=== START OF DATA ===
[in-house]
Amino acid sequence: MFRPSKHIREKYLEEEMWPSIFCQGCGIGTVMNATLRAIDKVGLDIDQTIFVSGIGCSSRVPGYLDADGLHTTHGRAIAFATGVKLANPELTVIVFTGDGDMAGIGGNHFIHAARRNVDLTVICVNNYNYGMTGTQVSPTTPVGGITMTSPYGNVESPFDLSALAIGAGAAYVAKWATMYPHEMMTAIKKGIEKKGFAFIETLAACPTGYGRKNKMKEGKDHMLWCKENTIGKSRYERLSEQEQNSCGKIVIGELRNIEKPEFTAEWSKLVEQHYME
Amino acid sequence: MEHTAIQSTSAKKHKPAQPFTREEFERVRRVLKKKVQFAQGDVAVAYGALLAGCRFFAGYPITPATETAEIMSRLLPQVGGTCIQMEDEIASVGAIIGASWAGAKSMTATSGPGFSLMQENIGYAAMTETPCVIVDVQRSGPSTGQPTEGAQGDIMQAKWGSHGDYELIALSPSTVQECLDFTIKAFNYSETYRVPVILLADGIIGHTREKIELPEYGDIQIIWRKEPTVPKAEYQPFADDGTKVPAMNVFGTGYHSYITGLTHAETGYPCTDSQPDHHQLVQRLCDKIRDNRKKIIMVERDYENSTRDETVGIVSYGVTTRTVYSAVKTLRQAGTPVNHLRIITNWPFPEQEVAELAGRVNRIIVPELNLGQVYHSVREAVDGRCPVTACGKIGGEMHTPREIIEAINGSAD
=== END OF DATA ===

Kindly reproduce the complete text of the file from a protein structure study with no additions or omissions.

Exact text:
[in-house]
Amino acid sequence: MFRPSKHIREKYLEEEMWPSIFCQGCGIGTVMNATLRAIDKVGLDIDQTIFVSGIGCSSRVPGYLDADGLHTTHGRAIAFATGVKLANPELTVIVFTGDGDMAGIGGNHFIHAARRNVDLTVICVNNYNYGMTGTQVSPTTPVGGITMTSPYGNVESPFDLSALAIGAGAAYVAKWATMYPHEMMTAIKKGIEKKGFAFIETLAACPTGYGRKNKMKEGKDHMLWCKENTIGKSRYERLSEQEQNSCGKIVIGELRNIEKPEFTAEWSKLVEQHYME
Amino acid sequence: MEHTAIQSTSAKKHKPAQPFTREEFERVRRVLKKKVQFAQGDVAVAYGALLAGCRFFAGYPITPATETAEIMSRLLPQVGGTCIQMEDEIASVGAIIGASWAGAKSMTATSGPGFSLMQENIGYAAMTETPCVIVDVQRSGPSTGQPTEGAQGDIMQAKWGSHGDYELIALSPSTVQECLDFTIKAFNYSETYRVPVILLADGIIGHTREKIELPEYGDIQIIWRKEPTVPKAEYQPFADDGTKVPAMNVFGTGYHSYITGLTHAETGYPCTDSQPDHHQLVQRLCDKIRDNRKKIIMVERDYENSTRDETVGIVSYGVTTRTVYSAVKTLRQAGTPVNHLRIITNWPFPEQEVAELAGRVNRIIVPELNLGQVYHSVREAVDGRCPVTACGKIGGEMHTPREIIEAINGSAD